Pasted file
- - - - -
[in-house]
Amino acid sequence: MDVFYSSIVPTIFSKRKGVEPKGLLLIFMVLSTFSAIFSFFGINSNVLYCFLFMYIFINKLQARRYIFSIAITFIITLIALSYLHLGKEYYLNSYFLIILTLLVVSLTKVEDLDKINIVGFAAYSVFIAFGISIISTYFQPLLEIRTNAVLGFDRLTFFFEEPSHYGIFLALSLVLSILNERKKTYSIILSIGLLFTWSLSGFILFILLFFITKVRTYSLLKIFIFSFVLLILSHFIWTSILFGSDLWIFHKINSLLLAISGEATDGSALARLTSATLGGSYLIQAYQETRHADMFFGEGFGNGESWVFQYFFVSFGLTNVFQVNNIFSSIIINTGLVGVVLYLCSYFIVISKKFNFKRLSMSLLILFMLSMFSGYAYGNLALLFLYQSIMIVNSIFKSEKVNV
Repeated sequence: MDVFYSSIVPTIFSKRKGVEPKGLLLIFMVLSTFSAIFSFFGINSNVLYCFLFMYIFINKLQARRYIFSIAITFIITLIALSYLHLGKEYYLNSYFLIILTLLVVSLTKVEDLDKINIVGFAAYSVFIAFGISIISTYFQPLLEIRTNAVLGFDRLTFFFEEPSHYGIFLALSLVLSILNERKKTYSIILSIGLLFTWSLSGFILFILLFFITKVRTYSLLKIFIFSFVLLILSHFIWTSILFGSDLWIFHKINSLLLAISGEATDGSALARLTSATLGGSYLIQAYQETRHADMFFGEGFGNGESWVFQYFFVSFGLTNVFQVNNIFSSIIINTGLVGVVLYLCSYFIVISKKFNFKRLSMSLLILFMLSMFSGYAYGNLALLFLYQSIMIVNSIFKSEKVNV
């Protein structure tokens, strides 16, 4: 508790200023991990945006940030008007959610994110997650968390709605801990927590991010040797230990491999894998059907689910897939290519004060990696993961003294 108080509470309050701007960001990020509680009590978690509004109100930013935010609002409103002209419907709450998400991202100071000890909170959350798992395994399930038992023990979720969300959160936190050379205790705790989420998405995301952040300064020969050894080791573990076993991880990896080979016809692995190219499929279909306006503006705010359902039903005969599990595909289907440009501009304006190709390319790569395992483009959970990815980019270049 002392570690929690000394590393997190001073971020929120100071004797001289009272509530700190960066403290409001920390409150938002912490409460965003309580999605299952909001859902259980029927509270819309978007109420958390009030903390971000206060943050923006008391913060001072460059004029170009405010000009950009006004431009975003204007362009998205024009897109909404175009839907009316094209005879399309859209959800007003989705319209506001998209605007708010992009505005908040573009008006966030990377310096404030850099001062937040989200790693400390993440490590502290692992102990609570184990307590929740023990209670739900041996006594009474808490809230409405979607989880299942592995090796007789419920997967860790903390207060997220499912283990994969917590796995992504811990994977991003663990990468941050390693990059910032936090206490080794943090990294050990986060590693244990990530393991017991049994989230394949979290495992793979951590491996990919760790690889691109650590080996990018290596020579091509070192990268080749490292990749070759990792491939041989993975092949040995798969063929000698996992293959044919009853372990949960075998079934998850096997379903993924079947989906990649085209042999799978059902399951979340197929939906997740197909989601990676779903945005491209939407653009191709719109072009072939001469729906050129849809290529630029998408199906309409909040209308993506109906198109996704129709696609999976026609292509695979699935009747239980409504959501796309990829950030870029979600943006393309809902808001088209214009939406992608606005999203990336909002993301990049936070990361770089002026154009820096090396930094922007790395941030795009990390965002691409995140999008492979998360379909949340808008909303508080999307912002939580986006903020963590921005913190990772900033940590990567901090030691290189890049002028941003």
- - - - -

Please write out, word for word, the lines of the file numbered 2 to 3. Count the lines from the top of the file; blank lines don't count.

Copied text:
Amino acid sequence: MDVFYSSIVPTIFSKRKGVEPKGLLLIFMVLSTFSAIFSFFGINSNVLYCFLFMYIFINKLQARRYIFSIAITFIITLIALSYLHLGKEYYLNSYFLIILTLLVVSLTKVEDLDKINIVGFAAYSVFIAFGISIISTYFQPLLEIRTNAVLGFDRLTFFFEEPSHYGIFLALSLVLSILNERKKTYSIILSIGLLFTWSLSGFILFILLFFITKVRTYSLLKIFIFSFVLLILSHFIWTSILFGSDLWIFHKINSLLLAISGEATDGSALARLTSATLGGSYLIQAYQETRHADMFFGEGFGNGESWVFQYFFVSFGLTNVFQVNNIFSSIIINTGLVGVVLYLCSYFIVISKKFNFKRLSMSLLILFMLSMFSGYAYGNLALLFLYQSIMIVNSIFKSEKVNV
Repeated sequence: MDVFYSSIVPTIFSKRKGVEPKGLLLIFMVLSTFSAIFSFFGINSNVLYCFLFMYIFINKLQARRYIFSIAITFIITLIALSYLHLGKEYYLNSYFLIILTLLVVSLTKVEDLDKINIVGFAAYSVFIAFGISIISTYFQPLLEIRTNAVLGFDRLTFFFEEPSHYGIFLALSLVLSILNERKKTYSIILSIGLLFTWSLSGFILFILLFFITKVRTYSLLKIFIFSFVLLILSHFIWTSILFGSDLWIFHKINSLLLAISGEATDGSALARLTSATLGGSYLIQAYQETRHADMFFGEGFGNGESWVFQYFFVSFGLTNVFQVNNIFSSIIINTGLVGVVLYLCSYFIVISKKFNFKRLSMSLLILFMLSMFSGYAYGNLALLFLYQSIMIVNSIFKSEKVNV